He (Iblis) said: “Give me respite till the day they are raised up.” (Allah) said: “Be thou among those who have respite.” He said: “Because thou hast thrown me out of the way, lo! I will lie in wait for them on thy straight way: Then will I assault them from before them and behind them, from their right and their left: Nor wilt thou find, in most of them, gratitude (for thy mercies).”
(Allah) said: “Get out from this, disgraced and expelled. If any of them follow thee,- Hell will I fill with you all. —Quran sura 7 (Al-Aʻraf), ayah 14-18
“As for My servants, no authority shalt thou have over them:” Enough is thy Lord for a Disposer of affairs. —Quran, sura 17 (Al-Isra), ayah 65
After this, Iblis (a Jinn), was known as “Shaytan” (Arabic: شيطان), cognate to the Hebrew Ha-Satan or Satan (“the accuser,” or “the adversary”).
Due to the similarity of the two narratives, Muslims and Christians have historically often identified Yazidi’s Peacock Angel with their own Satan, and have therefore traditionally regarded the Yazidis as “Devil Worshippers.” This is not only offensive to Yazidis, but is also clearly untrue.Under the despotic and cruel rule of the Ottoman Turks, there were no fewer than 72 massacres of Yezidis in today’s Syria and Iraq during the 18th-19th centuries. Gradually, the world has been discovering the truth of this ancient faith:
There’s a lot of mystery surrounding the Yezidis, and a lot of contradictory information. But I was drawn to this aspect of their beliefs: Yezidis don’t have a Satan. Malak Ta’us, an archangel, God’s favorite, was not thrown out of heaven the way Satan was. Instead, he descended, saw the suffering and pain of the world, and cried. His tears, thousands of years’ worth, fell on the fires of hell, extinguishing them. If there is evil in the world, it does not come from a fallen angel or from the fires of hell. The evil in this world is man-made. Nevertheless, humans can, like Malak Ta’us, live in this world but still be good. — Tony Lagouranis in Fear Up Harsh: An Army Interrogator’s Dark Journey through Iraq.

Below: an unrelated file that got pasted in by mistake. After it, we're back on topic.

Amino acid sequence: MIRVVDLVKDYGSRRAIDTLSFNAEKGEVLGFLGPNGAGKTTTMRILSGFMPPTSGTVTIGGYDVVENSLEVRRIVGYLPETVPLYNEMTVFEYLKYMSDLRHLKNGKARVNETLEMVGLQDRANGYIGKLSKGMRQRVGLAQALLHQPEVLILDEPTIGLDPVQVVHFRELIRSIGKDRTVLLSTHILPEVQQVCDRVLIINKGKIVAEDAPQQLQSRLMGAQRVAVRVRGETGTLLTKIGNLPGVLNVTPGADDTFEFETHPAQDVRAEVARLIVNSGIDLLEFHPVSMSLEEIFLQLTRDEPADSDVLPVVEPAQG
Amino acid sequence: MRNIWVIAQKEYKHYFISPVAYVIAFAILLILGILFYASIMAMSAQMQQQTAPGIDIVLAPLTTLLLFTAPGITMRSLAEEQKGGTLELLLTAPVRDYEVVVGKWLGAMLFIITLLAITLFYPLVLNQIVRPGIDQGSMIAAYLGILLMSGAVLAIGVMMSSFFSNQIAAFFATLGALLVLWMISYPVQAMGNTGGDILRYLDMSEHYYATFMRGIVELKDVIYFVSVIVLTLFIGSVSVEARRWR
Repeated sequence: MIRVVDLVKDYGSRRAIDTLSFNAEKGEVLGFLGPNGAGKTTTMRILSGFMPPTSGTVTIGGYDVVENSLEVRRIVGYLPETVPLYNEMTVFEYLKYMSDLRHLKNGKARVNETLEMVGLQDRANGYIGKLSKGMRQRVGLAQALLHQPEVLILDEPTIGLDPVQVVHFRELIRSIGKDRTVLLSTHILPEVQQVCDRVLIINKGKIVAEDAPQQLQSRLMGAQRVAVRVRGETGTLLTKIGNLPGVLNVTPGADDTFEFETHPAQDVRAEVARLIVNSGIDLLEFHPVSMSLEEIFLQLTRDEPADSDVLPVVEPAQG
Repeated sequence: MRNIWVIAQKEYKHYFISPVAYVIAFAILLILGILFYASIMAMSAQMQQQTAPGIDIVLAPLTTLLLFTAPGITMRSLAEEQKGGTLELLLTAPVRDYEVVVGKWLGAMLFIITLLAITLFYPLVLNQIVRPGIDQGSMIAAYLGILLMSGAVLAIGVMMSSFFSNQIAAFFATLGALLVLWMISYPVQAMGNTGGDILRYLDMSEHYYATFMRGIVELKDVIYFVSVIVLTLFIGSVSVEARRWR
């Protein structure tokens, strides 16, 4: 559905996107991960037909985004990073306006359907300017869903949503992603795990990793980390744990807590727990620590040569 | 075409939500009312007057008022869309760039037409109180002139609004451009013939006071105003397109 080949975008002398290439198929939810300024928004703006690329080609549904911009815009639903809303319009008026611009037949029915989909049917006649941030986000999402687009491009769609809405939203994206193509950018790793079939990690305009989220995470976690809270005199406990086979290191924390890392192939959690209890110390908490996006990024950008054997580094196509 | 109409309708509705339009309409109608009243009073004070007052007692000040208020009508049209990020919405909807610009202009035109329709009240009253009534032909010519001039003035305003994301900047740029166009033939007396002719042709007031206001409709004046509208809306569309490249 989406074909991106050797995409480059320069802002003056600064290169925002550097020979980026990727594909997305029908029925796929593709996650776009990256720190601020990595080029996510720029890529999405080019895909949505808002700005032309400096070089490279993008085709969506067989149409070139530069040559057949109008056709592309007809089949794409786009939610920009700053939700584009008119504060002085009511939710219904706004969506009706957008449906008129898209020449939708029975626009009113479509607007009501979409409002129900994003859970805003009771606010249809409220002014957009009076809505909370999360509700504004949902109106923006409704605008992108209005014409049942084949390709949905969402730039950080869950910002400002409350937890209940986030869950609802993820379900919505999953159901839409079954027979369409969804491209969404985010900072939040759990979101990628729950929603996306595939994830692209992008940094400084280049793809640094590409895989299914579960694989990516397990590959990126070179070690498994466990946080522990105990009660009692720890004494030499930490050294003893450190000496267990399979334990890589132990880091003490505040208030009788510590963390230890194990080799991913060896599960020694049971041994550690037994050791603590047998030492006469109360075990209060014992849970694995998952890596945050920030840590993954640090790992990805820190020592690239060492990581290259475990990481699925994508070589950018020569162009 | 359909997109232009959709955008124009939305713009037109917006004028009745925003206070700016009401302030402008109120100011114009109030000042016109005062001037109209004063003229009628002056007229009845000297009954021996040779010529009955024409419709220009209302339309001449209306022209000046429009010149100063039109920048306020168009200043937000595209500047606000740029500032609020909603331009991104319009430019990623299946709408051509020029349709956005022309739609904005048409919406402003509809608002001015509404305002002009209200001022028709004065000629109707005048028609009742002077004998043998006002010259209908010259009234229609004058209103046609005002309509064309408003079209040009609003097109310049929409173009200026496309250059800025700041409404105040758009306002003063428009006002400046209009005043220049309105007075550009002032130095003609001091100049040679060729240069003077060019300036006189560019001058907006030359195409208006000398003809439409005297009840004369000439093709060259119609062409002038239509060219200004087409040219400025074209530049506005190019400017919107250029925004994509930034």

(Tony is one of the service-people who have openly admitted the horrors of Abu Grhaib and his own participation, and is harshly critical of his superiors and politicians who order this torture. He is an accomplished linguist, having studied Ancient Greek at the Humanities College, St. John’s College, Santa Fe NM, and Arabic at the Defense Language Institute in Monterey CA.)
Estimates of the size of the Yazidi population vary widely, from 70,000 to 500,000, mainly in Syria (Sinjar) and Iraq (Ninevah Province). I recommend learning more about the Yezidi Community here. We cannot allow this ancient people to perish.
It is to be remembered that Christianity is 600 years older than Islam, and Roman Syria was an important part of the Christian world. One of the most important Sees was Antioch:
καὶ εὑρὼν ἤγαγεν εἰς Ἀντιόχειαν. ἐγένετο δὲ αὐτοῖς καὶ ἐνιαυτὸν ὅλον συναχθῆναι ἐν τῇ ἐκκλησίᾳ καὶ διδάξαι ὄχλον ἱκανόν, χρηματίσαι τε πρώτως ἐν Ἀντιοχείᾳ τοὺς μαθητὰς Χριστιανούς.
… and when he (Barnabas) had found him (Saul), he brought him to Antioch. So it was that for an entire year they met with the church and taught a great many people, and it was in Antioch that the disciples were first called “Christians.” Acts 11:26
Peter was the first Bishop (ἐπίσκοπος, episkopos) of Antioch, before he was martyred in Rome. Over the centuries, divisions within Christianity caused there to be more than one Patriarch of Antioch. At present there are five (from Wikipedia–and the list is accurate, as I was myself ordained in the Melkite Greek Catholic Church of Antioch in 1987 when I was a Jesuit.):